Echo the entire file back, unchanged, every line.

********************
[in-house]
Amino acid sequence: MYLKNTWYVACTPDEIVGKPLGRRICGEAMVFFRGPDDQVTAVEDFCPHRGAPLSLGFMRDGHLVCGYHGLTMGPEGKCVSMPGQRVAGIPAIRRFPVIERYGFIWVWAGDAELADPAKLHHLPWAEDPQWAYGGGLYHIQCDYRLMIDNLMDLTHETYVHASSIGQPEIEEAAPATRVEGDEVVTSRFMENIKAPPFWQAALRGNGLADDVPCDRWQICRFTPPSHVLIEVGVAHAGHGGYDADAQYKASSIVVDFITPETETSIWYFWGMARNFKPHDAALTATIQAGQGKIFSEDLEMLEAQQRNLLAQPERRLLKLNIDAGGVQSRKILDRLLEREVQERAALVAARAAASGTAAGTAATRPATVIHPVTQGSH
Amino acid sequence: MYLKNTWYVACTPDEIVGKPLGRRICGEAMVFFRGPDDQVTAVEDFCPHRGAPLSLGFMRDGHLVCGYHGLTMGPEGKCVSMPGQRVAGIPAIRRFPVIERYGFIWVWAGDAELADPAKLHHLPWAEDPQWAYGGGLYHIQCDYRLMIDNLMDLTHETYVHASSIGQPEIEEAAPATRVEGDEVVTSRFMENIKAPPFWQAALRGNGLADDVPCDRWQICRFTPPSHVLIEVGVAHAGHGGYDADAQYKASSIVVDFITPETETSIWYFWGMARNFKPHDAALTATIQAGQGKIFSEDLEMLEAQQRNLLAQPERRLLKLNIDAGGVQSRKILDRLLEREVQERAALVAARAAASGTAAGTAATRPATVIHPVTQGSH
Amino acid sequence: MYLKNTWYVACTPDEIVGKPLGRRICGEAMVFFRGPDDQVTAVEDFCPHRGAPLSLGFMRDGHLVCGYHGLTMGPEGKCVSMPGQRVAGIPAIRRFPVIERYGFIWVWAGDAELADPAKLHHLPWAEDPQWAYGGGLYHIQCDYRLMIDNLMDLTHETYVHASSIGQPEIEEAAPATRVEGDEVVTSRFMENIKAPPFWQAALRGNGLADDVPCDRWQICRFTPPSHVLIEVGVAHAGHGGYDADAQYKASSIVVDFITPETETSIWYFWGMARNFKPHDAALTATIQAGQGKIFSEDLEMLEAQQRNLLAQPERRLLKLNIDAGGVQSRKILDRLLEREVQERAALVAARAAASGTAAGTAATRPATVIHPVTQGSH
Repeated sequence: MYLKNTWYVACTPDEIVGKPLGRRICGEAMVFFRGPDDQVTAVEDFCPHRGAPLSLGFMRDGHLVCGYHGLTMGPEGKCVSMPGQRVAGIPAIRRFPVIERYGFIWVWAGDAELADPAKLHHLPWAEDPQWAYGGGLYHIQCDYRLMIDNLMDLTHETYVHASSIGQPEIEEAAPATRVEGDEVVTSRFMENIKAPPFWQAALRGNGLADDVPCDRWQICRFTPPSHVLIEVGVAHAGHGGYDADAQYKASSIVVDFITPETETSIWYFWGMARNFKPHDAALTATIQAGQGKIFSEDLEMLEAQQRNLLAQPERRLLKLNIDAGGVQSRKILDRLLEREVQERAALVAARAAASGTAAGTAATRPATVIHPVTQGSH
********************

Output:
[in-house]
Amino acid sequence: MYLKNTWYVACTPDEIVGKPLGRRICGEAMVFFRGPDDQVTAVEDFCPHRGAPLSLGFMRDGHLVCGYHGLTMGPEGKCVSMPGQRVAGIPAIRRFPVIERYGFIWVWAGDAELADPAKLHHLPWAEDPQWAYGGGLYHIQCDYRLMIDNLMDLTHETYVHASSIGQPEIEEAAPATRVEGDEVVTSRFMENIKAPPFWQAALRGNGLADDVPCDRWQICRFTPPSHVLIEVGVAHAGHGGYDADAQYKASSIVVDFITPETETSIWYFWGMARNFKPHDAALTATIQAGQGKIFSEDLEMLEAQQRNLLAQPERRLLKLNIDAGGVQSRKILDRLLEREVQERAALVAARAAASGTAAGTAATRPATVIHPVTQGSH
Amino acid sequence: MYLKNTWYVACTPDEIVGKPLGRRICGEAMVFFRGPDDQVTAVEDFCPHRGAPLSLGFMRDGHLVCGYHGLTMGPEGKCVSMPGQRVAGIPAIRRFPVIERYGFIWVWAGDAELADPAKLHHLPWAEDPQWAYGGGLYHIQCDYRLMIDNLMDLTHETYVHASSIGQPEIEEAAPATRVEGDEVVTSRFMENIKAPPFWQAALRGNGLADDVPCDRWQICRFTPPSHVLIEVGVAHAGHGGYDADAQYKASSIVVDFITPETETSIWYFWGMARNFKPHDAALTATIQAGQGKIFSEDLEMLEAQQRNLLAQPERRLLKLNIDAGGVQSRKILDRLLEREVQERAALVAARAAASGTAAGTAATRPATVIHPVTQGSH
Amino acid sequence: MYLKNTWYVACTPDEIVGKPLGRRICGEAMVFFRGPDDQVTAVEDFCPHRGAPLSLGFMRDGHLVCGYHGLTMGPEGKCVSMPGQRVAGIPAIRRFPVIERYGFIWVWAGDAELADPAKLHHLPWAEDPQWAYGGGLYHIQCDYRLMIDNLMDLTHETYVHASSIGQPEIEEAAPATRVEGDEVVTSRFMENIKAPPFWQAALRGNGLADDVPCDRWQICRFTPPSHVLIEVGVAHAGHGGYDADAQYKASSIVVDFITPETETSIWYFWGMARNFKPHDAALTATIQAGQGKIFSEDLEMLEAQQRNLLAQPERRLLKLNIDAGGVQSRKILDRLLEREVQERAALVAARAAASGTAAGTAATRPATVIHPVTQGSH
Repeated sequence: MYLKNTWYVACTPDEIVGKPLGRRICGEAMVFFRGPDDQVTAVEDFCPHRGAPLSLGFMRDGHLVCGYHGLTMGPEGKCVSMPGQRVAGIPAIRRFPVIERYGFIWVWAGDAELADPAKLHHLPWAEDPQWAYGGGLYHIQCDYRLMIDNLMDLTHETYVHASSIGQPEIEEAAPATRVEGDEVVTSRFMENIKAPPFWQAALRGNGLADDVPCDRWQICRFTPPSHVLIEVGVAHAGHGGYDADAQYKASSIVVDFITPETETSIWYFWGMARNFKPHDAALTATIQAGQGKIFSEDLEMLEAQQRNLLAQPERRLLKLNIDAGGVQSRKILDRLLEREVQERAALVAARAAASGTAAGTAATRPATVIHPVTQGSH